Shin Splints: A Runner’s Worst Nightmare

Shin splints are a runner’s worst nightmare.  It’s a catch-all term that most commonly refers to runners suffering from pain along the medial tibia.  It can also progress into stress reactions as well as afflict runners along the antero-lateral portion of the tibia.  Commonly, rehab focuses on modalities to calm the pain, strengthening exercises for the lower leg and hips, and stretching.  Many patient’s see symptom reduction, but many also see a return when they begin to increase their mileage again.  It’s frustrating for the therapist and even more so for the runner.

I want to focus on a small change you can make to runners that pays huge dividends when they are experiencing pain along the antero-lateral tibia.  To effectively treat this, you need to understand a basic premise, the tibialis anterior is typically working too hard during the gait cycle and we need to change that.

Let’s take a look at a runner and the exact moment we are concerned about, initial contact.  You may notice a couple of things about this runner, but much of the deviation stems from how far in front of their body the foot is striking.  We call this runner an over-strider and it can contribute to a number of common running injuries, in this case pain, along the tibia.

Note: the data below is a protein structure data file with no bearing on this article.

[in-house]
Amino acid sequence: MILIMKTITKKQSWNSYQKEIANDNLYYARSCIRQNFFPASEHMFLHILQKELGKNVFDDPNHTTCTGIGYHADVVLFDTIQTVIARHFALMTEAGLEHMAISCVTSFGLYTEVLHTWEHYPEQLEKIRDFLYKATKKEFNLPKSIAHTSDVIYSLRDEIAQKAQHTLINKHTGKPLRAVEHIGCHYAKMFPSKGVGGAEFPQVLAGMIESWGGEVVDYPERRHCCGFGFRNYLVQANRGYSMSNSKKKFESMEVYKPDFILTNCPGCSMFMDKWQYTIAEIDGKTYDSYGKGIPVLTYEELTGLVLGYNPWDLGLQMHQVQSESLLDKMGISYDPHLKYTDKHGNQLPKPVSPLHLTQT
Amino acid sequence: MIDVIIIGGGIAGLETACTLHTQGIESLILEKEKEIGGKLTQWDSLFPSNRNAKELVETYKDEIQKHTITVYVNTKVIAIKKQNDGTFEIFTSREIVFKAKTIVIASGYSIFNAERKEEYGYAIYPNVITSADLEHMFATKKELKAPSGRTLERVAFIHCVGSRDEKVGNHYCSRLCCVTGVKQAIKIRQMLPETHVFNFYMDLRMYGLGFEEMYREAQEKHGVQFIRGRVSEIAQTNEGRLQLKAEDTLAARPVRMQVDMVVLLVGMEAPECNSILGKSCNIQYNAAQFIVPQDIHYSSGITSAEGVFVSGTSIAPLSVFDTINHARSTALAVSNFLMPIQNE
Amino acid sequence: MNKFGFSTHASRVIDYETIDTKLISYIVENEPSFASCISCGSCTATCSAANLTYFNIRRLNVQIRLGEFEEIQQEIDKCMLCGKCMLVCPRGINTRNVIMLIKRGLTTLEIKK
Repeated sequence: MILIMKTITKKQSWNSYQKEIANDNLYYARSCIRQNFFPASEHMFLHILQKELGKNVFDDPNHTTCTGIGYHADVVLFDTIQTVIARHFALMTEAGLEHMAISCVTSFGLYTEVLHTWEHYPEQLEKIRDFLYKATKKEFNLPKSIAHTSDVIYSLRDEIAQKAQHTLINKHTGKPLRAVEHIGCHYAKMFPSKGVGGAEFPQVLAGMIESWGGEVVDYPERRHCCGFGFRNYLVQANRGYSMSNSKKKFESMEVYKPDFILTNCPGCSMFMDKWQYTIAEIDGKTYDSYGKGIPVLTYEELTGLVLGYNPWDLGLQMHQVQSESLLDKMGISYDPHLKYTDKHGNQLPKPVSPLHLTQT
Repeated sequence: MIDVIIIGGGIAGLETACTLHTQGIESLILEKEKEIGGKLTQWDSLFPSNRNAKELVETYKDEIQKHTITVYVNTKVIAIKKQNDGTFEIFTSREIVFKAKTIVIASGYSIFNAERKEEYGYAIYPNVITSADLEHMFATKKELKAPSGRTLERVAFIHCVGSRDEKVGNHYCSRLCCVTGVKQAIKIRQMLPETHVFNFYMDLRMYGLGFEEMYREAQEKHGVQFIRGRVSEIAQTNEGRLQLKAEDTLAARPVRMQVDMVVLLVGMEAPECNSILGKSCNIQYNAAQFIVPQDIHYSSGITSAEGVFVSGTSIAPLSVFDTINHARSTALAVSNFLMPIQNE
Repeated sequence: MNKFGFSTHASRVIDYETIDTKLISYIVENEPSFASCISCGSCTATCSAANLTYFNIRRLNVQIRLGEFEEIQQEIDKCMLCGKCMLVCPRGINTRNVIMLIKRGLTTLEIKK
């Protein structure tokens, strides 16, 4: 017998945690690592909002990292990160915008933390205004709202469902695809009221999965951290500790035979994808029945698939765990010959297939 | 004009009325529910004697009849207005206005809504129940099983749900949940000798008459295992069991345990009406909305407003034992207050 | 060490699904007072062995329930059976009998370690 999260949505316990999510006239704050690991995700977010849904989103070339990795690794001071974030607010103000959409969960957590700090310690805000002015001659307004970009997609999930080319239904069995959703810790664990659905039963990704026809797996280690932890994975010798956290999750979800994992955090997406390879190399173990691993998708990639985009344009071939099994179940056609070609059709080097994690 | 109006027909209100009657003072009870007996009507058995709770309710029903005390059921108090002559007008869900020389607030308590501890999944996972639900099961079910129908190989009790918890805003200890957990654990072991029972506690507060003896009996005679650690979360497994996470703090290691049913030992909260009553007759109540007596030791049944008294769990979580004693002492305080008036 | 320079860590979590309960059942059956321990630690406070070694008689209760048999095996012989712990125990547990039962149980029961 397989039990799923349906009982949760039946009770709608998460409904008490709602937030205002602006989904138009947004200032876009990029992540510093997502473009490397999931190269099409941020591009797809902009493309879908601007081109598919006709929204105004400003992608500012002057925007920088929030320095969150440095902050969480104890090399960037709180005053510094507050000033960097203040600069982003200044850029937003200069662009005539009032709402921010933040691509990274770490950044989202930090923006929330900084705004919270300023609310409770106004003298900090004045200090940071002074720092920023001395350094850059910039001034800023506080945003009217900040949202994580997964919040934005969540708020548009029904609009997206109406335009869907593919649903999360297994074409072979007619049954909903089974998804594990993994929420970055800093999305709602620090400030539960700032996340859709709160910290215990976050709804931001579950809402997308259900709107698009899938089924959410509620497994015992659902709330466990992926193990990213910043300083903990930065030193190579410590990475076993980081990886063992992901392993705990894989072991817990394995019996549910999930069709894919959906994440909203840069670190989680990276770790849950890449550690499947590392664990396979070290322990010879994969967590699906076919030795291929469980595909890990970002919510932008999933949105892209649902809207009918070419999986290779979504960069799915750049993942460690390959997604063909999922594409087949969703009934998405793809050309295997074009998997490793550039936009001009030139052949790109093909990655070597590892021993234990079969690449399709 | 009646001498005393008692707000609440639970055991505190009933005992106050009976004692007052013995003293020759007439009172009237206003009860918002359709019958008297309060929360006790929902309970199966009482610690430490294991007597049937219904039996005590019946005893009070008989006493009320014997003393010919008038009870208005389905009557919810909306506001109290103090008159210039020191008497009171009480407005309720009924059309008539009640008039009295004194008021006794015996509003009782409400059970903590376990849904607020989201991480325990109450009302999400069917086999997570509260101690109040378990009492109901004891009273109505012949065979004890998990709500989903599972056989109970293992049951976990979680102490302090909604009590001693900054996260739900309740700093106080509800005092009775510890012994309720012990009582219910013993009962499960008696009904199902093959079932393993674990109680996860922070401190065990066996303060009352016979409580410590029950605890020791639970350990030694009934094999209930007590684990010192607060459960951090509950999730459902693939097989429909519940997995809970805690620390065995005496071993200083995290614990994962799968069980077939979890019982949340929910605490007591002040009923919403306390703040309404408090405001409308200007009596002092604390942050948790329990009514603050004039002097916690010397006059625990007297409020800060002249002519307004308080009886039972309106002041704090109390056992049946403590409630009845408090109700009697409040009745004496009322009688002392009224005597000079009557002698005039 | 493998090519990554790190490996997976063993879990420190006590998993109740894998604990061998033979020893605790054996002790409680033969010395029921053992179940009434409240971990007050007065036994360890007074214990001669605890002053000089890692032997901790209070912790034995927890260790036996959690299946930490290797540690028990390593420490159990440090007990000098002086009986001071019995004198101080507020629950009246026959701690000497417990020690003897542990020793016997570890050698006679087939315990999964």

If you take a look at the most distal portion of the chain, you’ll notice the dorsiflexion angle is quite high.  As you trace your way proximally, you’ll also notice the knee is hyperextended.  So how does this combination of an excessively dorsiflexed ankle, hyperextended knee, and striking far in front of the center of mass create such a large problem?  All of these combine to place an extremely high demand on the dorsiflexors to eccentrically control the foot as the runner transitions from foot strike towards mid stance!

So let’s fix it!  The easiest way to start is to simply cue the runner to increase the cadence they run with.  Typically, a 5% increase is sufficient and can easily be cued by a metronome or even more easily with a running watch that measures running dynamics. This runner required some additional work on various mobility and stability throughout the lower extremities as well as directed treatment to calm the tibialis anterior.  Our greatest change occurred when he became comfortable landing less extended and reducing the demand on the painful tibialis anterior and tibia.  You can see the change below.

 

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Rehabilitation of Running Biomechanics

Join Ari Kaplan and Doug Adams in this second short online course to explore how to develop a comprehensive rehabilitation programme to tackle common biomechanical issues seen in runners.